I prefer the poodle balloon image. Leave me in LaLa Land. I can cope better. But in reality, varices can actually form anywhere in your gastrointestinal tract. So varices can be found in the esophagus, stomach, colon, and intestines and anywhere the blood backs up.
During my first endoscopy, they discovered level or grade 2 varices in my stomach. They were described as having wale markings, which means there had been some recent bleeding. I thought it was a stomach bug and red popsicles. They were clustered in the fundus area, which means right at the edge of my stomach where the esophagus ends. Because they are in a cluster, the doctor is unable to band them. It is a constant threat and would drive me mentally insane if I were not active in getting them treated. And thinking about purple ballon poodles. The ones in the esophagus can be banded. Just so you know: I hate talking about this right now. So don’t feel bad if you hate reading about it.
Treatment for varices
Diagnosis – You are at risk if you show signs of liver disease. You may have Hepatitis, high liver enzymes, jaundice, Cirrhosis, Nash, or fatty liver disease. Your doctor may order an upper endoscopy. If you have not had one, and are at any stage of cirrhosis, ask your doctor about it. It is not that much fun. But it is over quickly and you will know the truth about what you are facing. Wanna know what to expect? Read this one.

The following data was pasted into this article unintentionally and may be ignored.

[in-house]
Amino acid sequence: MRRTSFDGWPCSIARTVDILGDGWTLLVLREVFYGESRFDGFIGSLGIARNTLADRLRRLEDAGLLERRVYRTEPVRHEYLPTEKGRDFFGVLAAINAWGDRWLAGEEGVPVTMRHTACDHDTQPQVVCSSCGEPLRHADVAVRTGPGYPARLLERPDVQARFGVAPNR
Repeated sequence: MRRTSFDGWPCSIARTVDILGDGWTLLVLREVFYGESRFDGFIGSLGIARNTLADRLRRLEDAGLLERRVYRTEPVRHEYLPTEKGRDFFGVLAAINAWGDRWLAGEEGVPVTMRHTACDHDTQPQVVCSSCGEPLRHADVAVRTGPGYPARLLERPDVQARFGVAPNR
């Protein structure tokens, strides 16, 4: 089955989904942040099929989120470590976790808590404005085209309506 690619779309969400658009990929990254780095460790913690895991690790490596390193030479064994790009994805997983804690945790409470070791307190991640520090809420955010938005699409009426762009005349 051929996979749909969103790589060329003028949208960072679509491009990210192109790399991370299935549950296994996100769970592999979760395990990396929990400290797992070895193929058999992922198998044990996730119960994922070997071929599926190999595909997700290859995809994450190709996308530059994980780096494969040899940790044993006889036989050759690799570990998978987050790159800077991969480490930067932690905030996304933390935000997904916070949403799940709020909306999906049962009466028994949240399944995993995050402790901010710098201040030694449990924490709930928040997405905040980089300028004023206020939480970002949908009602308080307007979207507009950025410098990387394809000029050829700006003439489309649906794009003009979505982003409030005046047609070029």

Appearance is everything: That is how varices are graded. I was Grade 2 when I was diagnosed. I went to 3 with the whole bleed out incident. Read about it here.
Grade 1 are small and straight. – Like the very end of the balloon while you are blowing it up.
Grade 2 are enlarged and swollen. – They use the word tortuous. What a word Picture the bulb at the end of the poodle tail.
Grade 3 are large and can be coiled and long. – Ok. I will put a pic in here. At the very bottom. That way you don’t have to look if you don’t want to.
Grade 4 are Grande? I saw some references to it. Ask your doctor about that one til I can study it some more, KK?
Important facts about varices that are Good News and Encouraging to hear:
They can remain stable if the right treatment plan is followed. Yes. Yes. Yes.